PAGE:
In Markets "In a Nutshell"

Markets “In a Nutshell” for February 5, 2019

Investment Week at a Glance

Stocks finished higher for the week. The Dow Jones Industrial Average was up 1.32%, the S&P 500 rose 1.57%, the New York Stock Exchange Composite (2,000 stocks) was up 1.67% and the average investors index (Value Line Index) was up 1.32%. Foreign stocks (DJ Global ex U.S.) were up 1.07%. Bond prices were lower for the week, pushing the yield on the 10-year U.S. Treasury down 6 basis points to finish the week at 2.69%. (Data sources: Barron’s Financial, Wall Street Journal)

100th Straight Month of Employment Gains

Last Friday, the U.S. Labor markets showed continued persistence adding 304,000 jobs in the month of January. Despite the overwhelming news coverage of the government shutdown during the month, businesses continued hiring at an accelerating pace with education, health and construction leading the way in industries with the highest job growth. Wages also continued to climb higher marking their 6th straight month of over 3.0% growth and increasing its difference over inflation. While corporate earnings estimates and consumer sentiment have worsened over recent months, the economic data being reported continues to display relative strength in the U.S. consumer compared to the dismal outlook abroad. (Wall Street Journal)

Fed Rate Hikes to Pause

Last Wednesday, the Federal Reserve and Chairman Jerome Powell signaled that the era of consistent, gradual rate hikes was over and that any future rate decisions would be solely based on economic data. This is a dramatic turn in communication from the Federal Reserve Chairman, who is about to complete his 1st year on the job, and is a telling sign at how accepting he is of market concerns. Just last December, when the Fed raised rates 0.25% to a range of 2.25%-2.50%, Powell described an economy in the U.S. that was displaying persistent strength and could withstand continued rate increases. His post conference statement was clearly not what financial markets were hoping for and contributed to some of the more violent moves in stocks in mid-December.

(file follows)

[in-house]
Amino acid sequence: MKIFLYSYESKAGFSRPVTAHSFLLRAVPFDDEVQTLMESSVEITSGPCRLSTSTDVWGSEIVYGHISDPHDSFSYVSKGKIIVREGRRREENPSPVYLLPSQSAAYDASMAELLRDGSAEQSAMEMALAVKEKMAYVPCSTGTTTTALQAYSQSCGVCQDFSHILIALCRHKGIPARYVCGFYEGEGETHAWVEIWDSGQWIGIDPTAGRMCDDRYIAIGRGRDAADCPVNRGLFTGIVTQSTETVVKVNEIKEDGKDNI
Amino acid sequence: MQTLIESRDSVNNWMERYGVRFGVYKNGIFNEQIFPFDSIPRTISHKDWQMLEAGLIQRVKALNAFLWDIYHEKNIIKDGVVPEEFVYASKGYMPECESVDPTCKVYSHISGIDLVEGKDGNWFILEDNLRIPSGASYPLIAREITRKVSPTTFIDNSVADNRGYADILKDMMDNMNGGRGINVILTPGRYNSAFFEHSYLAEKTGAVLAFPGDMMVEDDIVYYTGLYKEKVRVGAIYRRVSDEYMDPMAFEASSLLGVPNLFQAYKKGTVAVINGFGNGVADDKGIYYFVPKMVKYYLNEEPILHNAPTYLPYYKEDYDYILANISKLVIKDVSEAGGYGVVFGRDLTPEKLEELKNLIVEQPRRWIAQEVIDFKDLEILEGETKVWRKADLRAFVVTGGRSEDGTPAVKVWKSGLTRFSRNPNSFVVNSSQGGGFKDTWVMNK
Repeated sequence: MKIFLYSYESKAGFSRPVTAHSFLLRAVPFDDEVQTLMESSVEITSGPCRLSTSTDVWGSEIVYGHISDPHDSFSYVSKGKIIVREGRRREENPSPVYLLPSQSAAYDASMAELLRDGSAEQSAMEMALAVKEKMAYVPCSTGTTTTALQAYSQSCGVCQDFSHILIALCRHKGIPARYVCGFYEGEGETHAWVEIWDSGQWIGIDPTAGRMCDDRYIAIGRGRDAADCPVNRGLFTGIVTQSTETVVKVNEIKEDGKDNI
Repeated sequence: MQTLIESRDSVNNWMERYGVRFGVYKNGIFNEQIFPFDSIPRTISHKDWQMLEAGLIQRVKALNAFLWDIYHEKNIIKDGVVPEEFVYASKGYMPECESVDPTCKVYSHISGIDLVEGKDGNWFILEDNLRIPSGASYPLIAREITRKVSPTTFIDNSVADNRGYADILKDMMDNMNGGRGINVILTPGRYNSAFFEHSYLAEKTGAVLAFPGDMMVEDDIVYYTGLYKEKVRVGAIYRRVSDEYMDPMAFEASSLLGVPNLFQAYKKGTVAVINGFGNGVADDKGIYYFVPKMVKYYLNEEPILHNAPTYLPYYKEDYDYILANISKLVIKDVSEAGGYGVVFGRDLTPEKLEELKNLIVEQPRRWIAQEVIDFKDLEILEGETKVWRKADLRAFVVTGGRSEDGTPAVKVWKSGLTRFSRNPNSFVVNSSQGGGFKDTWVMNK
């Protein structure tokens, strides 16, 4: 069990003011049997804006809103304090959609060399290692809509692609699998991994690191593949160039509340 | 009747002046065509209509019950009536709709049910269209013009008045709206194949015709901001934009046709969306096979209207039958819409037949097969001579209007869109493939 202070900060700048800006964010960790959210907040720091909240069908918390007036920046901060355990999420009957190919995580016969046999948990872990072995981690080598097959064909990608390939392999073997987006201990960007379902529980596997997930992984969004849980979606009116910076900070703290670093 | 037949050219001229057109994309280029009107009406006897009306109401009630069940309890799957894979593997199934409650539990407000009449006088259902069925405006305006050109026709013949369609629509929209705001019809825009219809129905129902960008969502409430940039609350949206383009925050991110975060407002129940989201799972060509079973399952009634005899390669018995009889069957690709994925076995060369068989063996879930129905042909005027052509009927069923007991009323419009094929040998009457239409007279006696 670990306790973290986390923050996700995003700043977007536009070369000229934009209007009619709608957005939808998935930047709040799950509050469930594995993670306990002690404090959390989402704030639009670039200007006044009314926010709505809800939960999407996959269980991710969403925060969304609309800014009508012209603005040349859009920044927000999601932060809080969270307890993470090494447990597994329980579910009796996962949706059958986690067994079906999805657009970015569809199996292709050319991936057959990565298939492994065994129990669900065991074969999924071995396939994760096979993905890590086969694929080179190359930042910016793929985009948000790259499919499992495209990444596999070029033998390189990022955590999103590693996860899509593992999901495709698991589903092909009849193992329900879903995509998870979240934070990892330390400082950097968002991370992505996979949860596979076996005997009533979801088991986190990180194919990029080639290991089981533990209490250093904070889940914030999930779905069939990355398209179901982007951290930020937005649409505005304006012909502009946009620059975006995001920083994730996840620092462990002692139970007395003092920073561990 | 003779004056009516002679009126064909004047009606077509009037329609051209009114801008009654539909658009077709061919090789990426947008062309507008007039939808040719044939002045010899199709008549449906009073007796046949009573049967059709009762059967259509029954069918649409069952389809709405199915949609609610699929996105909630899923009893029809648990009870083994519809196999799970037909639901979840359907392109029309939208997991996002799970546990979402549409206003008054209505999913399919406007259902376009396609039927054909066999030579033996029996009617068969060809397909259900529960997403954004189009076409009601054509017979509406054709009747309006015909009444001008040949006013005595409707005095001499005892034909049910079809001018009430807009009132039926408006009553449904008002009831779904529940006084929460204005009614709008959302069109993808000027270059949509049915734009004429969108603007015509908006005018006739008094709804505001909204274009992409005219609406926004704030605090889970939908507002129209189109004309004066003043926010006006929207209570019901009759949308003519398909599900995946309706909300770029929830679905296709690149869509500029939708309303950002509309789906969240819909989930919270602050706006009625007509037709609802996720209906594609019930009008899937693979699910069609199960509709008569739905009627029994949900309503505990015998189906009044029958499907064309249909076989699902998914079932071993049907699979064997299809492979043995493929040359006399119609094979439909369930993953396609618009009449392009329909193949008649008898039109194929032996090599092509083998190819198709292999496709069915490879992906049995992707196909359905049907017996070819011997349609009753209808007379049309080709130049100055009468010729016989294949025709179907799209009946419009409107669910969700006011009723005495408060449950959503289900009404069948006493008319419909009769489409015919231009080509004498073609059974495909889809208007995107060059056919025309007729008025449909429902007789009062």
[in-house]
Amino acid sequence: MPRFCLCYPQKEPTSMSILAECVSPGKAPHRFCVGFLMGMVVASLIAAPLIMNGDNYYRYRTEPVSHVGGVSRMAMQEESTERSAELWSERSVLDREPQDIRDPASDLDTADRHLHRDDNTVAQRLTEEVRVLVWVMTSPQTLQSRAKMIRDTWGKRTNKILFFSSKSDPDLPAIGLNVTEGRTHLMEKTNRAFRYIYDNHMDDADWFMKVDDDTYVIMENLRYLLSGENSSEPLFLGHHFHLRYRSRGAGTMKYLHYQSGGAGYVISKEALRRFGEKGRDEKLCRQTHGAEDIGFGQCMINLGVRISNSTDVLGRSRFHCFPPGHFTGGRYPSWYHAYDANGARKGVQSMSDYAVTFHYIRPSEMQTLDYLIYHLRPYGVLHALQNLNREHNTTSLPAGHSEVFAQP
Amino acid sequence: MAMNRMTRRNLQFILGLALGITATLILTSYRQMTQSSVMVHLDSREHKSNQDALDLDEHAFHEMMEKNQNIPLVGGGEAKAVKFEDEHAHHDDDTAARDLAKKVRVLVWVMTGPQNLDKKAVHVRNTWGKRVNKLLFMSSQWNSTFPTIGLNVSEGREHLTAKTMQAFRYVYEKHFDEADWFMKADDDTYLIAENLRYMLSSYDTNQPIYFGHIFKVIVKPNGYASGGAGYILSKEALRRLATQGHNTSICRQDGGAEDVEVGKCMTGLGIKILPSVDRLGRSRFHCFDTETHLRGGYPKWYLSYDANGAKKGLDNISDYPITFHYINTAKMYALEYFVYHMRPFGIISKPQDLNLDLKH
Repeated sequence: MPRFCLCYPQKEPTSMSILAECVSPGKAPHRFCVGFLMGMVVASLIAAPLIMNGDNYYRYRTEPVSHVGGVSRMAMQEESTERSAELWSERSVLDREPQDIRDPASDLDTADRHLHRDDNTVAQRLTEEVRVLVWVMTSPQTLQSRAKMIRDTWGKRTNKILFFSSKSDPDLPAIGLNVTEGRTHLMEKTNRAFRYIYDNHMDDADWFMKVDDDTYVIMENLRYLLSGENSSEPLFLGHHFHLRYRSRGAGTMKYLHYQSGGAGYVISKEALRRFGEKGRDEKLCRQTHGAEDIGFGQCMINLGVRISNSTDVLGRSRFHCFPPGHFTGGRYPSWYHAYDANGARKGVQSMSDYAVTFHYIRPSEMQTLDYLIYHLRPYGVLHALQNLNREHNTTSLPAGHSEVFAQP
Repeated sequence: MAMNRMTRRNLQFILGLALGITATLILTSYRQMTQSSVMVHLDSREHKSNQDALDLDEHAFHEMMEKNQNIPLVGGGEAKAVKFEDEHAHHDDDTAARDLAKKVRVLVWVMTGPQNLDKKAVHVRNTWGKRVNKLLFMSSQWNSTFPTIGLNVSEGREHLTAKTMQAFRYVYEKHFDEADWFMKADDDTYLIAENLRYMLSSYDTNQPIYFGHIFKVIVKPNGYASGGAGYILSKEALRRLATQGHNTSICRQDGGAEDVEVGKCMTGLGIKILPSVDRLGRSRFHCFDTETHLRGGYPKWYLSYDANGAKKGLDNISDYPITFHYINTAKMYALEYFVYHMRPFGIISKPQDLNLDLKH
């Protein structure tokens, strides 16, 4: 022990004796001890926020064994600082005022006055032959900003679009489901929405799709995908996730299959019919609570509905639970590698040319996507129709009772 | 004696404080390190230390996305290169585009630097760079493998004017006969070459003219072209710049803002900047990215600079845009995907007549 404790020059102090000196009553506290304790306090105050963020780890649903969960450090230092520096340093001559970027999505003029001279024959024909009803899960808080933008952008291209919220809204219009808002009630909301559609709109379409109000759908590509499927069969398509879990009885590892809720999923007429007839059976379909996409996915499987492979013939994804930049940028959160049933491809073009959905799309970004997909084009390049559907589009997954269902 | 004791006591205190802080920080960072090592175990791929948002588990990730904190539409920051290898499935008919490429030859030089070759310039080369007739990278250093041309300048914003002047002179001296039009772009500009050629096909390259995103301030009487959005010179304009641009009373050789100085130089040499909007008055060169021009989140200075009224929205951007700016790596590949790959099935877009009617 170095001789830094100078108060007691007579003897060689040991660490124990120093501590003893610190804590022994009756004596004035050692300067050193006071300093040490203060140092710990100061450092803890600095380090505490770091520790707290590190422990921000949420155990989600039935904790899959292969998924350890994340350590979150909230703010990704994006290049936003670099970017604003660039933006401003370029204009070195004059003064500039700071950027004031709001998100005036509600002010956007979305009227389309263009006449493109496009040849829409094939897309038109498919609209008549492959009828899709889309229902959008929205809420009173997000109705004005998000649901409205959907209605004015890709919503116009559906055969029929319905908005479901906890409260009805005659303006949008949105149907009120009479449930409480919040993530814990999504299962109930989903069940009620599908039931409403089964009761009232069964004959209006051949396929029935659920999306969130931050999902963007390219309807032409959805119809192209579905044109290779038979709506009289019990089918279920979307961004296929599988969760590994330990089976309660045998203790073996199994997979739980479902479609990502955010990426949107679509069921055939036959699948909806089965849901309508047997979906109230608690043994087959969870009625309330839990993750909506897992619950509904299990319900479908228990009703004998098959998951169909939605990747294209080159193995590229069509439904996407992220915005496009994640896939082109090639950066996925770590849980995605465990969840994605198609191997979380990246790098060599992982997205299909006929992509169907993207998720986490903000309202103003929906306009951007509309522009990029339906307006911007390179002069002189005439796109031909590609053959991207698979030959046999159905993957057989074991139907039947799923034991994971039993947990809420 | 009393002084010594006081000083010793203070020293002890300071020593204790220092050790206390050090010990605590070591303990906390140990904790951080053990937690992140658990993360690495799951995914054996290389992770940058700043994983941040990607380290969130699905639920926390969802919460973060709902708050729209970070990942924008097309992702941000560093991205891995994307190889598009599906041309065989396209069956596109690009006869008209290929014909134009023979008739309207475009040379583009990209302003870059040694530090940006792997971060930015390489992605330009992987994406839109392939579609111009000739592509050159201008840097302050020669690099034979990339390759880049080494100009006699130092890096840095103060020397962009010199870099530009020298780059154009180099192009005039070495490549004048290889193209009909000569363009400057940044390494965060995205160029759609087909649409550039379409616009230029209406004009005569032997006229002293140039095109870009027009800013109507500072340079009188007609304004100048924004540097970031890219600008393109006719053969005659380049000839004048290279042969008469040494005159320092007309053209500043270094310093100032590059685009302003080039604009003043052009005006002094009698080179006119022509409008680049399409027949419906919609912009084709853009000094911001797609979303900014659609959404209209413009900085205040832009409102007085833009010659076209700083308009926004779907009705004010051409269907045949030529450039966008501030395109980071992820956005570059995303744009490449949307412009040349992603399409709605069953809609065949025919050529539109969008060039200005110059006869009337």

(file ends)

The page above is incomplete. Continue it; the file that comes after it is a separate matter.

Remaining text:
Future Fed policy will be crucial in determining the outcomes of not only economic, but also financial markets in 2019. The New Year is starting off with ample opportunities for policy makers in government and the Federal Reserve to make crucial mistakes in knocking the economy off a strong run in 2018. So far this year, the Federal Reserve has had to adjust its policy communication to please markets, U.S./China trade negotiations have continued with some good news, and a government shutdown has lasted an entire month and may shutdown again in the coming weeks if a deal isn’t reached. Washington is walking a tightrope this year to say the least and has made it this far with only moderate pain, but how long can they continue dodging crucial mistakes is the question for 2019. (Wall Street Journal)


How many jobs have been gained since the beginning of the jobs recovery 100 months (8 years and 4 months) ago?

a. 5.2 million

b. 11.4 million

c. 18.9 million

d. 26.3 million

Answer is below…


Have a good week!


Answer to quiz:

c. 18.9 million jobs have been added since the jobs recovery began 100 months ago.